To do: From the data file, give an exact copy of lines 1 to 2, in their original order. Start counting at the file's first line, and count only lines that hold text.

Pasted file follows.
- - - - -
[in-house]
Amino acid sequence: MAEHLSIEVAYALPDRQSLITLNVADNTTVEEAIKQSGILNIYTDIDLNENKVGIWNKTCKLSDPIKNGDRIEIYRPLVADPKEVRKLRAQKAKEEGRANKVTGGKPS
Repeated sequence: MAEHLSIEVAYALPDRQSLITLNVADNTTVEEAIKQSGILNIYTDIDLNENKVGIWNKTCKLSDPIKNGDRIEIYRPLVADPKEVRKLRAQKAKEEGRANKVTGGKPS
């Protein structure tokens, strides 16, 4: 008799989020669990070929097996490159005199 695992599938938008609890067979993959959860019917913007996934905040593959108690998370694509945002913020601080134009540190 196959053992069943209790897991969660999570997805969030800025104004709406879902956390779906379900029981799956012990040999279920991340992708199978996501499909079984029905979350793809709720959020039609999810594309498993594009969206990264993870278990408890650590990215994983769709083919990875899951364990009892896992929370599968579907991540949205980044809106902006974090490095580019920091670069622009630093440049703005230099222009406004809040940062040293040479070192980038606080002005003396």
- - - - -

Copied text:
[in-house]
Amino acid sequence: MAEHLSIEVAYALPDRQSLITLNVADNTTVEEAIKQSGILNIYTDIDLNENKVGIWNKTCKLSDPIKNGDRIEIYRPLVADPKEVRKLRAQKAKEEGRANKVTGGKPS